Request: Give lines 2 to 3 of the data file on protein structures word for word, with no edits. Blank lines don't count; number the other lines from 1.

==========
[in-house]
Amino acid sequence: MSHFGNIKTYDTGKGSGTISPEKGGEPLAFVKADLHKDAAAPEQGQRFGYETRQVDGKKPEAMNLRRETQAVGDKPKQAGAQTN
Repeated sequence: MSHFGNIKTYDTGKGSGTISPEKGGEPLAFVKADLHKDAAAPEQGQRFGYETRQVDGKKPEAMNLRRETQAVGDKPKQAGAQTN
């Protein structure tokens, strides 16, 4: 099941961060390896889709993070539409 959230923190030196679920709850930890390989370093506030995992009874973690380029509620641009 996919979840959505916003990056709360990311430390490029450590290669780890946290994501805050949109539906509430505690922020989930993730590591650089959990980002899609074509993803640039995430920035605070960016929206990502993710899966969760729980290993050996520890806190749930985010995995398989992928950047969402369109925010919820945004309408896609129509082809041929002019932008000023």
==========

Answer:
Amino acid sequence: MSHFGNIKTYDTGKGSGTISPEKGGEPLAFVKADLHKDAAAPEQGQRFGYETRQVDGKKPEAMNLRRETQAVGDKPKQAGAQTN
Repeated sequence: MSHFGNIKTYDTGKGSGTISPEKGGEPLAFVKADLHKDAAAPEQGQRFGYETRQVDGKKPEAMNLRRETQAVGDKPKQAGAQTN